BC Government Must Intervene to Protect Tsilhqot’in Rights Threatened by Needless Mining Exploration
“The Panel is convinced that the Tsilhqot’in cultural attachment to Fish Lake (Teztan Biny) and the Nabas areas is so profound that they cannot reasonably be expected to accept the conversion of that area into the proposed New Prosperity mine.” – from the 2013 federal environmental assessment of the last project proposed by Taseko Mines and ultimately rejected by the federal government
Amnesty International is urging the Province of British Columbia to suspend permits that could allow destructive mineral exploration to begin as early as this week on lands that the Tsilhqot’in National Government has long sought to protect.
The Tsilhqot’in people describe Teẑtan Biny (Fish Lake) and Yanah Biny (Little Fish Lake) and the surrounding area as “a place of profound cultural and spiritual significance.” The destructive impacts of mining exploration cannot be justified, especially in light of the fact that exploration will almost certainly never lead to the actual opening of a mine.
The federal government has twice rejected proposals by Taseko Mines Ltd. to open a large, open pit gold-copper mine in the area. Tsilhqot’in concerns over the impacts on their culture, heritage and spiritual traditions were a crucial factor in these decisions. These concerns remain unchanged.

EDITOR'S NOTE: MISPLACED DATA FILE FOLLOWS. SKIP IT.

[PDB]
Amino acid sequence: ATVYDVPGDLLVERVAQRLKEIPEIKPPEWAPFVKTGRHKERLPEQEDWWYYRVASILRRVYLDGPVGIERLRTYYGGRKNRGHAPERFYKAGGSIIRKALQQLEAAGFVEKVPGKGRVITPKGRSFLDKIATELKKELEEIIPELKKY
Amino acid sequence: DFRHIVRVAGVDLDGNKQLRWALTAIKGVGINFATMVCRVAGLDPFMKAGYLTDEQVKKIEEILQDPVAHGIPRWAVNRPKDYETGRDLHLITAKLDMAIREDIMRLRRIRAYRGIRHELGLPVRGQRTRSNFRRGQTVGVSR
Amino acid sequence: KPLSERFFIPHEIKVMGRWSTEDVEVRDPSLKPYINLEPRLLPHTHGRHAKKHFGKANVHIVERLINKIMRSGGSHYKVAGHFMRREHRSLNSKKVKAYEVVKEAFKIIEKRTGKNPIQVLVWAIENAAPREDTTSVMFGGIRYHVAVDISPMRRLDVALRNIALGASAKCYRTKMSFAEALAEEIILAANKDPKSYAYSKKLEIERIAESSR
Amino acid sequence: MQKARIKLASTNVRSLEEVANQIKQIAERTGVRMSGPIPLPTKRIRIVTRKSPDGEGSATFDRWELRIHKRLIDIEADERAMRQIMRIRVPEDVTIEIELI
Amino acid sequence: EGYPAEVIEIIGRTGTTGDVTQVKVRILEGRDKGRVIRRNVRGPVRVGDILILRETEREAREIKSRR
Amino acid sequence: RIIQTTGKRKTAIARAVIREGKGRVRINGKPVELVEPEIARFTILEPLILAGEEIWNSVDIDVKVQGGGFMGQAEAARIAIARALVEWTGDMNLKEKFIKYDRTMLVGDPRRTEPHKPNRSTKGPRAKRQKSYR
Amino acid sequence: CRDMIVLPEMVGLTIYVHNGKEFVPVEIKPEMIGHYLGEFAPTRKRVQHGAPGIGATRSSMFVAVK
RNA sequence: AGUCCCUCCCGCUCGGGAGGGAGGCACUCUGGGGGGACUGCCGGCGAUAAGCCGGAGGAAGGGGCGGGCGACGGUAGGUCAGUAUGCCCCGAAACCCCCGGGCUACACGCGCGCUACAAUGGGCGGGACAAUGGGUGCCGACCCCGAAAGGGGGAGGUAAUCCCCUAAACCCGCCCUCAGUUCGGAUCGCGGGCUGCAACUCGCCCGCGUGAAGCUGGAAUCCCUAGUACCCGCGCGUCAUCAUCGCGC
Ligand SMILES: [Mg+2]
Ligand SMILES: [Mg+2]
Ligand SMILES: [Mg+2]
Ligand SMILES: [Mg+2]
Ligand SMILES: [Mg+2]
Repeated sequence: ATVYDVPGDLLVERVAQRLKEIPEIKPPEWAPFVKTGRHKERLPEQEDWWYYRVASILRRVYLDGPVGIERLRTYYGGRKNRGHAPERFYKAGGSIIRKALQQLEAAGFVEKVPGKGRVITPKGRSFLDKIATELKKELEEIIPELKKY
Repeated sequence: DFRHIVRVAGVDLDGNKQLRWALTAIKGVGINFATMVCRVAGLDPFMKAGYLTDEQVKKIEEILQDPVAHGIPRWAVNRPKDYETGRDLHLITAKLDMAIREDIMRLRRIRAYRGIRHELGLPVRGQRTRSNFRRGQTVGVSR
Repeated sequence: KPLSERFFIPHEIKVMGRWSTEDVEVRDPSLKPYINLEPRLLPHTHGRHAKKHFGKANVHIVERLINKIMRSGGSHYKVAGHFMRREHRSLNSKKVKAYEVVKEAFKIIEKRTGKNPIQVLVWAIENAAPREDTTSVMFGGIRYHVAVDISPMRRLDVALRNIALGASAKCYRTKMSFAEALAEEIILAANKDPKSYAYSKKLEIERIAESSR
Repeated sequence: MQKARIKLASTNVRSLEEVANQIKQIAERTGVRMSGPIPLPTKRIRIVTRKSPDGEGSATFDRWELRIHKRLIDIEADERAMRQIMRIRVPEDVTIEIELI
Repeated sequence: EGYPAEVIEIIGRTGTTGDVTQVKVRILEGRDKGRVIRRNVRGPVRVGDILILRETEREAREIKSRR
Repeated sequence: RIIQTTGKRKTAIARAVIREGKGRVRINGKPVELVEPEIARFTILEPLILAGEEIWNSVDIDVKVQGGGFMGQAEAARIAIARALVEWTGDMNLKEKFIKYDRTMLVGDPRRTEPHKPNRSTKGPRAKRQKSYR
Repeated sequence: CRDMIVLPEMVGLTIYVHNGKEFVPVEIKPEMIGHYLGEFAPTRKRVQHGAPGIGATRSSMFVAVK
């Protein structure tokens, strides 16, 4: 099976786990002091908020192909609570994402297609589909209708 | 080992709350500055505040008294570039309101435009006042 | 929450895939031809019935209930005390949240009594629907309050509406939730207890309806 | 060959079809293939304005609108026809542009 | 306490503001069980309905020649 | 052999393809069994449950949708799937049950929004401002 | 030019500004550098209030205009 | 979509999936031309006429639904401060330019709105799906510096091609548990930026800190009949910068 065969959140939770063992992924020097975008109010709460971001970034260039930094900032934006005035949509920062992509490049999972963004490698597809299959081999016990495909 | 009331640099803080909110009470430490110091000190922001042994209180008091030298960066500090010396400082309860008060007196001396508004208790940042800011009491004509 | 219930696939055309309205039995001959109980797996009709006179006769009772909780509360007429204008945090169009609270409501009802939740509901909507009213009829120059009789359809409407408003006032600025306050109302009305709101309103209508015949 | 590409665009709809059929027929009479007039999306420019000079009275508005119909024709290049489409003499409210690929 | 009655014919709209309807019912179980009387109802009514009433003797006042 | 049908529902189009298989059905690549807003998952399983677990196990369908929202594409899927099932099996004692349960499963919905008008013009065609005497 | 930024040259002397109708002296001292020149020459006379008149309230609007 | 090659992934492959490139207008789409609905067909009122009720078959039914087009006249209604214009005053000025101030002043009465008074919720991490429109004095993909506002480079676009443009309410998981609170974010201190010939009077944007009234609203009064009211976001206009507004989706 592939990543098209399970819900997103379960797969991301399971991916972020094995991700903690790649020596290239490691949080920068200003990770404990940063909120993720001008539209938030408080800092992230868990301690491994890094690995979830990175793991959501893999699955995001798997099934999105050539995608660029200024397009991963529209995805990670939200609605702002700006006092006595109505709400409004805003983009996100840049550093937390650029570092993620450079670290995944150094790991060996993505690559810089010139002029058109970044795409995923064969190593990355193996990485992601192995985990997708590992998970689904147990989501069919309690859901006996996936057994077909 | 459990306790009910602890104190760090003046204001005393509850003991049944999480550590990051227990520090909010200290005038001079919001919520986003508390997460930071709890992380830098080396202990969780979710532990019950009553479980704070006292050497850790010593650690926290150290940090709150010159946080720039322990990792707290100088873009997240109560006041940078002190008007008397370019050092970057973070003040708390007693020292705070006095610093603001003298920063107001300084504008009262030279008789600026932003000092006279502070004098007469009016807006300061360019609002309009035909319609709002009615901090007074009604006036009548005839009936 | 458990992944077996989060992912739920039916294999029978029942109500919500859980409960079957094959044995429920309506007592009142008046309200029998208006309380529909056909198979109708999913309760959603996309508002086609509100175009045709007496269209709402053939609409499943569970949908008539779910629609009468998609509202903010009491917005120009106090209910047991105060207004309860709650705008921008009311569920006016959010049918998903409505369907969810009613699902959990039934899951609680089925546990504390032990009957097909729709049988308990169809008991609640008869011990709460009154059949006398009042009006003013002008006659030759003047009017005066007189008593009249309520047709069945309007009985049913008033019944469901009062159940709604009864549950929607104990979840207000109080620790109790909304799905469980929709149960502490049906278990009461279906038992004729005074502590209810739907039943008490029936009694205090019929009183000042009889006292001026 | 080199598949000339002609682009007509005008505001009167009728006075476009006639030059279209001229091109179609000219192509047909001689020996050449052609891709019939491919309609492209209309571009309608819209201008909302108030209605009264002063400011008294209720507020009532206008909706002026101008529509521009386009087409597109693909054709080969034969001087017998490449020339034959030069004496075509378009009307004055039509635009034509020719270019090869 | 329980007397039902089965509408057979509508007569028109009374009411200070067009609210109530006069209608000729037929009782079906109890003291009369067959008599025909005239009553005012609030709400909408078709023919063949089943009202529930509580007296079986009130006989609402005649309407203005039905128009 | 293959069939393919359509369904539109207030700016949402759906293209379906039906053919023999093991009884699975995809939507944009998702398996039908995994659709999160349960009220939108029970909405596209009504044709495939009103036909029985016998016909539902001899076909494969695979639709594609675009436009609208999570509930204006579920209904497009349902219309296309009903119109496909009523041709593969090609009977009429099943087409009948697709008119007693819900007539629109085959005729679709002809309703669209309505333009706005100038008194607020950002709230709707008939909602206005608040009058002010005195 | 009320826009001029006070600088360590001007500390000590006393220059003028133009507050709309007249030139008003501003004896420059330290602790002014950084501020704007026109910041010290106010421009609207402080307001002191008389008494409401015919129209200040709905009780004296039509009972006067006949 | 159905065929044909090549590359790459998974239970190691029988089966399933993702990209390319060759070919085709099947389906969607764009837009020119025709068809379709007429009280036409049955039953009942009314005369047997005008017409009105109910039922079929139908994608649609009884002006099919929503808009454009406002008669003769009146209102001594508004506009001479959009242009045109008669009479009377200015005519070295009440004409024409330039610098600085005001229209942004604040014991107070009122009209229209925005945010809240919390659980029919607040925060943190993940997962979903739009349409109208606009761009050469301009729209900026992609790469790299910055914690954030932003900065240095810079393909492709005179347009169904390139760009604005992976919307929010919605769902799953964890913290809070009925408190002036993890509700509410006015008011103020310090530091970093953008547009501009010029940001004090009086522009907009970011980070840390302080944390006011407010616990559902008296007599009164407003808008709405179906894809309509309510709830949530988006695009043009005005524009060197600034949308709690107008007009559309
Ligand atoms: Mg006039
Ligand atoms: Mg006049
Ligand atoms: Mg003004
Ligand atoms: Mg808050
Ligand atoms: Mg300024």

The fact that the previous provincial government issued new exploration permits in the same area, and to the same company, highlights profound flaws in a provincial mining regulatory system.
In Amnesty International’s views, planned exploration activities in the area of Teẑtan Biny and Yanah Biny violate rights protected in the UN Declaration on the Rights of Indigenous Peoples and other international human rights standards, as well as the protection of Indigenous rights in the Canadian Constitution.
BC’s mining laws are outdated and must be urgently reformed to bring the province in line with its human rights obligations, particularly with regard to upholding the rights of Indigenous peoples. The granting of exploration permits under this flawed system does not shield the province or Taseko Mines from their human rights responsibilities.
The fact that the Taseko Mines is determined to push through exploration despite the continued opposition of the Tsilhqot’in people demonstrates flagrant disregard for its responsibility to respect human rights.
Five years ago, a landmark ruling by the Supreme Court of Canada found that the Tsilhqot’in people had continued ownership over a large part of their traditional territory, as well as ongoing Aboriginal land use rights over other areas including Teẑtan Biny and Yanah Biny. That decision came after an onerous two-decade long process in which the provincial government fought vigorously to deny and minimize the rights of the Tsilhqot’in people.
The province’s numerous public commitments to reconciliation, and its fundamental legal obligation to uphold the rights of Indigenous peoples without discrimination, requires the province to abandon such adversarial approaches.
The province should work collaboratively with the Tsilhqot’in in respect to the future of Teẑtan Biny and Yanah Biny. The first step must be to suspend the exploration permits that needlessly threaten both this area and the prospects of reconciliation.